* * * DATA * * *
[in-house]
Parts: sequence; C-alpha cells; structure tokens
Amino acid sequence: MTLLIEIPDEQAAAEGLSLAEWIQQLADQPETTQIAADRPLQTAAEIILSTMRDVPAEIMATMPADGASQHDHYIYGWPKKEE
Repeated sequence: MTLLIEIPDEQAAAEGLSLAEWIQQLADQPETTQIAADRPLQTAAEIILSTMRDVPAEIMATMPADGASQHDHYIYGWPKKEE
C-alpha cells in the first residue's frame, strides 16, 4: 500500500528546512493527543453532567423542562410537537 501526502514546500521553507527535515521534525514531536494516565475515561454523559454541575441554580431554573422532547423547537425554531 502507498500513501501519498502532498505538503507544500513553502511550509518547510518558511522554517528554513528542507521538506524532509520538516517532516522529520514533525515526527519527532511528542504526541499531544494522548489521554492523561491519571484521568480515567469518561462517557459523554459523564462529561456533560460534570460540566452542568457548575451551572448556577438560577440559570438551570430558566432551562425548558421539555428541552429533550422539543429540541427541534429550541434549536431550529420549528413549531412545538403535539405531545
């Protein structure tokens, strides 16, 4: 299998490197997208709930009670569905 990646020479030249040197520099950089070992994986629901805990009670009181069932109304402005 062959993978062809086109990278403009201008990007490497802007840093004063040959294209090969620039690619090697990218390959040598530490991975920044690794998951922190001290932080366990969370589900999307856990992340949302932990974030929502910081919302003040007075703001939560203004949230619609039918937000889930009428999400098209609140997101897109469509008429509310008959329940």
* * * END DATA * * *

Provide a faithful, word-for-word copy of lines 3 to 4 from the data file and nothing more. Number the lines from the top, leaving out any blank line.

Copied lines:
Amino acid sequence: MTLLIEIPDEQAAAEGLSLAEWIQQLADQPETTQIAADRPLQTAAEIILSTMRDVPAEIMATMPADGASQHDHYIYGWPKKEE
Repeated sequence: MTLLIEIPDEQAAAEGLSLAEWIQQLADQPETTQIAADRPLQTAAEIILSTMRDVPAEIMATMPADGASQHDHYIYGWPKKEE